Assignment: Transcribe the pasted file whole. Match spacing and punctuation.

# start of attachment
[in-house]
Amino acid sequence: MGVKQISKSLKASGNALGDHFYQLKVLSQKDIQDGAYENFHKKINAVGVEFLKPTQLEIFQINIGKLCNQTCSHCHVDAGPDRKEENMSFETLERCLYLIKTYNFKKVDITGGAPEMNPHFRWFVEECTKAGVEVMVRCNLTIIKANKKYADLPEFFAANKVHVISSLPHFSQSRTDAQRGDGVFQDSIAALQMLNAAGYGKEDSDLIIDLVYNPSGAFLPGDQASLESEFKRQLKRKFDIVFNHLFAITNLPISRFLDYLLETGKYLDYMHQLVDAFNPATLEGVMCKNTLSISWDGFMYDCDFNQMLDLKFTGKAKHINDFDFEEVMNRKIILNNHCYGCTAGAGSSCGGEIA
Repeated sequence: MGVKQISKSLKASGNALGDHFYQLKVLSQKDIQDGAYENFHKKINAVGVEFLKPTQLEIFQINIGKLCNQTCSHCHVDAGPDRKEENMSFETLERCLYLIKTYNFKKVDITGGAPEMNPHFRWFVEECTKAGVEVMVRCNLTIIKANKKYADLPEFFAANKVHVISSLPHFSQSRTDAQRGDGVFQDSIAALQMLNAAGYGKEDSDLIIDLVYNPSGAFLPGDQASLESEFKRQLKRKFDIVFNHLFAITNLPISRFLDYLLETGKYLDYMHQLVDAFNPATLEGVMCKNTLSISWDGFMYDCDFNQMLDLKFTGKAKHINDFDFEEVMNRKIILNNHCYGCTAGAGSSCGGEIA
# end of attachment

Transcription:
[in-house]
Amino acid sequence: MGVKQISKSLKASGNALGDHFYQLKVLSQKDIQDGAYENFHKKINAVGVEFLKPTQLEIFQINIGKLCNQTCSHCHVDAGPDRKEENMSFETLERCLYLIKTYNFKKVDITGGAPEMNPHFRWFVEECTKAGVEVMVRCNLTIIKANKKYADLPEFFAANKVHVISSLPHFSQSRTDAQRGDGVFQDSIAALQMLNAAGYGKEDSDLIIDLVYNPSGAFLPGDQASLESEFKRQLKRKFDIVFNHLFAITNLPISRFLDYLLETGKYLDYMHQLVDAFNPATLEGVMCKNTLSISWDGFMYDCDFNQMLDLKFTGKAKHINDFDFEEVMNRKIILNNHCYGCTAGAGSSCGGEIA
Repeated sequence: MGVKQISKSLKASGNALGDHFYQLKVLSQKDIQDGAYENFHKKINAVGVEFLKPTQLEIFQINIGKLCNQTCSHCHVDAGPDRKEENMSFETLERCLYLIKTYNFKKVDITGGAPEMNPHFRWFVEECTKAGVEVMVRCNLTIIKANKKYADLPEFFAANKVHVISSLPHFSQSRTDAQRGDGVFQDSIAALQMLNAAGYGKEDSDLIIDLVYNPSGAFLPGDQASLESEFKRQLKRKFDIVFNHLFAITNLPISRFLDYLLETGKYLDYMHQLVDAFNPATLEGVMCKNTLSISWDGFMYDCDFNQMLDLKFTGKAKHINDFDFEEVMNRKIILNNHCYGCTAGAGSSCGGEIA